Abiding to the declaration of co-ownership

The declaration of co-ownership is binding upon the co-owners and, in principle, on the occupants and tenants of the immovable. It is the responsibility of the Board of Directors to enforce its content. By failing to do so, the members of the Board may, in some cases, be held liable toward the co-owners. Anyone who does not respect it is exposed to legal proceeding based in particular on article 1080 of the Civil Code of Quebec. This action may be brought by both a co-owner and the syndicate.

 

The co-owner

In theory, each co-owner uses and enjoys his privative portion and the common portions as he sees fit. However, he must not infringe on the rights of the other co-owners nor upon the destination of the immovable. This right of enjoyment is also governed by the declaration of co-ownership, which imposes upon co-owners various constraints in order to ensure their collective well-being and the sustainability of the immovable.

In order to maintain the stability of this contractual framework, every purchaser undertakes, by signing his deed of purchase, to abide to the declaration of co-ownership and the by-laws of the immovable adopted and filed in the register of the co-ownership. The purchaser is thus bound by the declaration of co-ownership, even though he has not signed it, as well as by its amendments (Article 1062 of the Civil Code of Québec). In this regard, a clause providing that the new co-owner will comply with the rules of the declaration of co-ownership is generally included in the deed of sale.

The tenant

The tenant is a third party from the syndicate’s standpoint. He cannot invoke a clause in his lease against the latter. His rights are limited to those held by the co-owner-lessor. Although the tenant is not involved in the syndicate’s decision-making process, the tenant must behave in a way that is respectful of the rules of life prevailing in the immovable. Article 1057 of the Civil Code of Québec stipulates that the by-laws of the immovable may be enforced against him as soon as a copy of the by-laws or any amendments thereto are given to him by his co-owner-lessor. This article subjects tenants to the same legal rules as co-owners.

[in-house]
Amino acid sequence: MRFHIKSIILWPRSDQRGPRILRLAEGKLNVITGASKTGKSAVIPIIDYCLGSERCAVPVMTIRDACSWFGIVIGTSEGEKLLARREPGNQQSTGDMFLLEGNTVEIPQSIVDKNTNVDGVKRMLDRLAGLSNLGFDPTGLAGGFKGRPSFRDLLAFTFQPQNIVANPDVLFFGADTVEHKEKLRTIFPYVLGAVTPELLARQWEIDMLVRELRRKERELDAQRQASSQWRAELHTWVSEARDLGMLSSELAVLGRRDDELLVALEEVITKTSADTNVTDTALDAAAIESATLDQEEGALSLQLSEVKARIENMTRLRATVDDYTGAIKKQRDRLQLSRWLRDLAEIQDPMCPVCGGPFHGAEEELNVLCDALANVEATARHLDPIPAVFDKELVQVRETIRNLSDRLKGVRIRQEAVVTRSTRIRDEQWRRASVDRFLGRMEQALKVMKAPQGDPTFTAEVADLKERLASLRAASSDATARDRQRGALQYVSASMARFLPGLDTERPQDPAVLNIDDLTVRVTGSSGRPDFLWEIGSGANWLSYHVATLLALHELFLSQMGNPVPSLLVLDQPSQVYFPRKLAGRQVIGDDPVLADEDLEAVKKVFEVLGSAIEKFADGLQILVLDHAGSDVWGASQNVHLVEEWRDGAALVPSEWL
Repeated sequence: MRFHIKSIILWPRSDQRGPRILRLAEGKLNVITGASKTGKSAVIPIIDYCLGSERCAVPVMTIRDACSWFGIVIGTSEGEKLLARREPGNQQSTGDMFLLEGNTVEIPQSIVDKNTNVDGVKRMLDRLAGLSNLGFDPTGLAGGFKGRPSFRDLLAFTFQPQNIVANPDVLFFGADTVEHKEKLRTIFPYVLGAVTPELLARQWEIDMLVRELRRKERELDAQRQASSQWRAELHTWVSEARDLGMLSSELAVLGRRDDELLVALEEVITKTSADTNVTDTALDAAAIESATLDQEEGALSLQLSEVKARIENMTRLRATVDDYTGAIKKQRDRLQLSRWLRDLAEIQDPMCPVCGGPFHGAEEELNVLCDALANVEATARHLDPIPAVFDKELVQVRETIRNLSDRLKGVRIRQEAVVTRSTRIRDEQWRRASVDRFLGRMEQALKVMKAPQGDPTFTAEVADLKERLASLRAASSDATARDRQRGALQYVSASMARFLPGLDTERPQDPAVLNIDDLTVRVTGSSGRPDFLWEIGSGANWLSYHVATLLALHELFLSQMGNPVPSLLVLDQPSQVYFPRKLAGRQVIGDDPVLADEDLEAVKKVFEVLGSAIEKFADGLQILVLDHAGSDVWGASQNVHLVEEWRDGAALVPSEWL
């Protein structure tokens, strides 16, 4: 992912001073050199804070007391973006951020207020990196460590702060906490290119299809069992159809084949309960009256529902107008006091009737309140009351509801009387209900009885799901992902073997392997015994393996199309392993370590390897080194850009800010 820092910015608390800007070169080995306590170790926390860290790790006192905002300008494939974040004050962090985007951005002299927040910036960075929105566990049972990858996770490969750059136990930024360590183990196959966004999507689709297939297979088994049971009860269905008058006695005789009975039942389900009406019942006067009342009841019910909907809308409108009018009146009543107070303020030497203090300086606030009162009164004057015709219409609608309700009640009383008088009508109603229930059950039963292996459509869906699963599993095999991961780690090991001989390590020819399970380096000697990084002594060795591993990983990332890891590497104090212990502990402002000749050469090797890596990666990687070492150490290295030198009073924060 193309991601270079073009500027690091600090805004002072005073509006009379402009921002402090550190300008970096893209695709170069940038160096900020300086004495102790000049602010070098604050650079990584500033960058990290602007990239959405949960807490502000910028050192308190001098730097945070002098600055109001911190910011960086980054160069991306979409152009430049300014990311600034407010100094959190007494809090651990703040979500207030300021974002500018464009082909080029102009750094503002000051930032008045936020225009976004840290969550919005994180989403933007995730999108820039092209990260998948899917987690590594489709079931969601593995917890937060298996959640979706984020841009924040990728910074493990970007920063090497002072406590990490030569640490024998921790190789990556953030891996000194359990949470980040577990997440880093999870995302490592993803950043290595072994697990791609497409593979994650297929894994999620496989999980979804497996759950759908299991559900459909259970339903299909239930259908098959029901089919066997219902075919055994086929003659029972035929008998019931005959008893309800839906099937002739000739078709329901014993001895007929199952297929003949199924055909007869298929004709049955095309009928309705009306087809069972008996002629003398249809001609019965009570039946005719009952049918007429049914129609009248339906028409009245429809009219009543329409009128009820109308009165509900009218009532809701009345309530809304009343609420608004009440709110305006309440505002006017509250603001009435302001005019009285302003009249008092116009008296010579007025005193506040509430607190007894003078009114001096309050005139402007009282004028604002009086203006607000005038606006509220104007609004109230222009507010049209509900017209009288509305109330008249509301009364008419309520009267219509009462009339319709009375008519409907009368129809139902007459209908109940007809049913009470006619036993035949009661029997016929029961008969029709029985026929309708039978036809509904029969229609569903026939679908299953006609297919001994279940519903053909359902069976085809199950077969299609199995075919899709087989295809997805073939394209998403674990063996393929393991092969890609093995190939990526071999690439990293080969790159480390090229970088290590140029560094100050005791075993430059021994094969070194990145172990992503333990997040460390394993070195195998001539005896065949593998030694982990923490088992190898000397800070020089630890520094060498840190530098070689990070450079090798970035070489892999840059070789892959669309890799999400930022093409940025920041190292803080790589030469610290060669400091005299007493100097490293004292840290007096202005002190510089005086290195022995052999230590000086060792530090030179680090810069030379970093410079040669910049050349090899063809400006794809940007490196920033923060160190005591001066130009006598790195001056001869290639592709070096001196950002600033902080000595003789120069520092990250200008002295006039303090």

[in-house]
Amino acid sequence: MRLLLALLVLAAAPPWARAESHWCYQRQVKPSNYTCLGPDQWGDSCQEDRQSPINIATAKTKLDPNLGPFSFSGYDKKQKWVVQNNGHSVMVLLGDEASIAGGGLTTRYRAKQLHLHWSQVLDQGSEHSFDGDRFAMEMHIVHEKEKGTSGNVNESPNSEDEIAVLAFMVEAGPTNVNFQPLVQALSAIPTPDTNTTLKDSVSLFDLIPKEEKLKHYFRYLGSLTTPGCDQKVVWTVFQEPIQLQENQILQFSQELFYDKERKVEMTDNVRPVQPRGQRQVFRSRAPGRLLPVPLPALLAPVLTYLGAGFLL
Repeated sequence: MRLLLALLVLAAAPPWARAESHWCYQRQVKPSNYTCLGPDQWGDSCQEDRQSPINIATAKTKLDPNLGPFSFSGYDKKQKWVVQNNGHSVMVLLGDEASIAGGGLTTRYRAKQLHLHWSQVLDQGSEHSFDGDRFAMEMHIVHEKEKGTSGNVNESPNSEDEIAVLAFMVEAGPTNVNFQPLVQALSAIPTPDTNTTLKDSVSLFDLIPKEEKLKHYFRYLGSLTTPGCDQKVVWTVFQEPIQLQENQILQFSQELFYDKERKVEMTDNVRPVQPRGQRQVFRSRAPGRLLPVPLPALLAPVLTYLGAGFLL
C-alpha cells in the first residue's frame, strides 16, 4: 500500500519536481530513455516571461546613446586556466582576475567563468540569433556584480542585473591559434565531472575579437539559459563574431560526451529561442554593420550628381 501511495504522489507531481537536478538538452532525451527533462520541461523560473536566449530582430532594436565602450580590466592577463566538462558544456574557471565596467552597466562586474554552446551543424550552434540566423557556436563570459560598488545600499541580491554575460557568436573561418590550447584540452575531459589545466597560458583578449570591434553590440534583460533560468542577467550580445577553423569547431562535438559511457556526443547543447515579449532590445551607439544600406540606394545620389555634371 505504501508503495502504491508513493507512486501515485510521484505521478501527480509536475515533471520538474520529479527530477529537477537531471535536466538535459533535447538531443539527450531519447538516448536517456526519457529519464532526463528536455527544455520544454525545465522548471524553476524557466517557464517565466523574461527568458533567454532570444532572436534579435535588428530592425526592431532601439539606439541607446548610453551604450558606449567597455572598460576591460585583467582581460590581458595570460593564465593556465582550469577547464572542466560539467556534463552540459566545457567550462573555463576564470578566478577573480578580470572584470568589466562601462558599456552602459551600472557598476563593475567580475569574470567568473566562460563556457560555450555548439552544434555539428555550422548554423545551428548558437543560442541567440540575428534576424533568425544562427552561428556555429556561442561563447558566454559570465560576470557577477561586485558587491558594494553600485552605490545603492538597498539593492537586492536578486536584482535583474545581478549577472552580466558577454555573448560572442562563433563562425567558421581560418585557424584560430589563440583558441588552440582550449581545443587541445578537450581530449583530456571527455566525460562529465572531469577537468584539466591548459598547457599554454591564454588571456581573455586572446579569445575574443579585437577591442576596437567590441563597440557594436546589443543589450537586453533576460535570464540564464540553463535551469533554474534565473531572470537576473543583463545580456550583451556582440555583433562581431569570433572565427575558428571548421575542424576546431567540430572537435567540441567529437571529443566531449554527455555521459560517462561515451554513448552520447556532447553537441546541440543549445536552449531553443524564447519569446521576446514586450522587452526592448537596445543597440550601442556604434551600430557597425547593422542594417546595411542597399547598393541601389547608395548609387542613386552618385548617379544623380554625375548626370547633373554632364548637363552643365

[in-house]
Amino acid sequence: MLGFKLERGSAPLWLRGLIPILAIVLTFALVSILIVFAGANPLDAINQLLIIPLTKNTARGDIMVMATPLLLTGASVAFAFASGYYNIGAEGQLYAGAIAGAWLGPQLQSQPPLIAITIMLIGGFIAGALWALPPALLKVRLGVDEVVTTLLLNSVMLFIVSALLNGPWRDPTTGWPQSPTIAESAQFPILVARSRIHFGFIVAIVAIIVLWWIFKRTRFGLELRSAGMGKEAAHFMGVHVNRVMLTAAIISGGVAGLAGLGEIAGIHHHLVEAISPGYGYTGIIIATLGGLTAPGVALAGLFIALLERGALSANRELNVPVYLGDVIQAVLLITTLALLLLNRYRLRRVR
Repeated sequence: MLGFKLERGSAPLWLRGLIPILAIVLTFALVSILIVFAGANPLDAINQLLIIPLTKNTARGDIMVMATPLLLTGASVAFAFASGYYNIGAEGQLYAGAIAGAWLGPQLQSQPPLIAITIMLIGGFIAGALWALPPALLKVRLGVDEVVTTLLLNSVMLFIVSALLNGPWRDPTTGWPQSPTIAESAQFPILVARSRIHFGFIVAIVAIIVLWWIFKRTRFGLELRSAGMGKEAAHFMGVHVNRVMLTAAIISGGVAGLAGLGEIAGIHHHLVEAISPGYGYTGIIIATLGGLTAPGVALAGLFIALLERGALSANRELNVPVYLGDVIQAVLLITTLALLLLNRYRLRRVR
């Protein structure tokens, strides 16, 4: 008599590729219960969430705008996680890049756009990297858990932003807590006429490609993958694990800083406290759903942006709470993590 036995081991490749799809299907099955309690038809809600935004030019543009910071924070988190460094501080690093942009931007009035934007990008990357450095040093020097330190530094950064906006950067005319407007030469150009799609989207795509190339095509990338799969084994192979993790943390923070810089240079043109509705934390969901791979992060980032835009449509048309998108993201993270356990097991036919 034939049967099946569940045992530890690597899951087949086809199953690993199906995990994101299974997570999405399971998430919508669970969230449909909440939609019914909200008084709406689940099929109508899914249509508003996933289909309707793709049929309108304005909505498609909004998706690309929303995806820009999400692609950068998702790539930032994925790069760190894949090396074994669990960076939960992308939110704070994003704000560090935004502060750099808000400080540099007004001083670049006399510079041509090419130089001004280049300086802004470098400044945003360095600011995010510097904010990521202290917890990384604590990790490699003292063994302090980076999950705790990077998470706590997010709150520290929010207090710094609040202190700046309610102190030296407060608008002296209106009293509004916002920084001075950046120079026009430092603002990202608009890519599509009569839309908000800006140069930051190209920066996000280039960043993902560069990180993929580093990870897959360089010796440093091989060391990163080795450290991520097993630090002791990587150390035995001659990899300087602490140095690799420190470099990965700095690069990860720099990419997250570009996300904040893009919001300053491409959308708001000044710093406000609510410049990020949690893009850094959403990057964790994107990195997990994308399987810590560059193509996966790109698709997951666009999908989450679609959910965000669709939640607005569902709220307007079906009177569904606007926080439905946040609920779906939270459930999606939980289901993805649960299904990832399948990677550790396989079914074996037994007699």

The co-owner-lessor

Although the co-owner-lessor does not have a formal obligation to remit (before the lease is signed) a copy of the by-laws of the immovable, it is in his best interest to do so as it will avoid, in the event of a breach of the by-law of the immovable, the tenant claiming he is unaware of this document.

It should be noted that it is the responsibility of the co-owner-lessor to ensure his tenant complies with the by-laws of the immovable. In this regard, several declarations of co-ownership stipulate that the co-owners are liable for their tenant, and by extension, for their inadequate behavior. In addition, the co-owner who rents his unit is required to inform his syndicate of co-owners and communicate the name of his tenant and, if applicable, the name of his sub-tenant. The declaration of co-ownership may also require him to provide to the syndicate a copy of the lease or sub-lease, as well as other contact information of the tenant or subtenant such as his address (if different from the unit ), email address and telephone number.

Board of directors

When the Board is informed that a private portion is leased, it must ensure the co-owner-lessor has provided (to his tenant) a copy of the immovable's by-laws. If this has not been done, the syndicate shall provide him with a copy, in order to avoid, as the case may be, the tenant pleading ignorance of the by-laws of the immovable.

The occupant

An occupant, as the term indicates, occupies an apartment (private portion) without being a co-owner or tenant of the immovable. For example, the spouse and children of a co-owner are generally considered to be occupants. The Board should ask the co-owner who lodges them to provide their name and record this information in a list that will enable it to determine that these persons, identified by name, are allowed access to the immovable and to circulate in the common areas.

Along with the tenant, the occupant must abide to the provisions of the by-laws of the immovable. This opposability is expressly mentioned in Article 1057 of the Civil Code of Québec, as soon as a copy of the by-law or its amendments is remitted to him by the co-owner or the syndicate.

Implementation

In principle, it is the duty of the Board to ensure compliance with the various provisions enacted by the declaration of co-ownership. As soon as it becomes aware of a breach, it must urge offenders to abide by the rules.

Failure to enforce the provisions of the declaration of co-ownership may be detrimental to other co-owners. In such circumstances, a co-owner who feels aggrieved may require compliance with the declaration of co-ownership, and ultimately, instigate legal proceedings if and as necessary.

 

 WHAT YOU SHOULD KNOW ! The tenant will be the party primarily responsible for the damage or inconvenience caused to the co-owners and occupants of the immovable. His co-owner-lessor must intervene, if necessary, to rectify the situation. Failure to do so may engage his liability.

 WHAT TO KEEP IN MIND : The co-owner-lessor must ensure his tenant complies with the by-laws of the immovable, which may not be set up against him unless he has received a copy of it.

 WARNING ! The provisions of the declaration of co-ownership are in principle enforceable only to the extent they are lawful and not contrary to public order.

 

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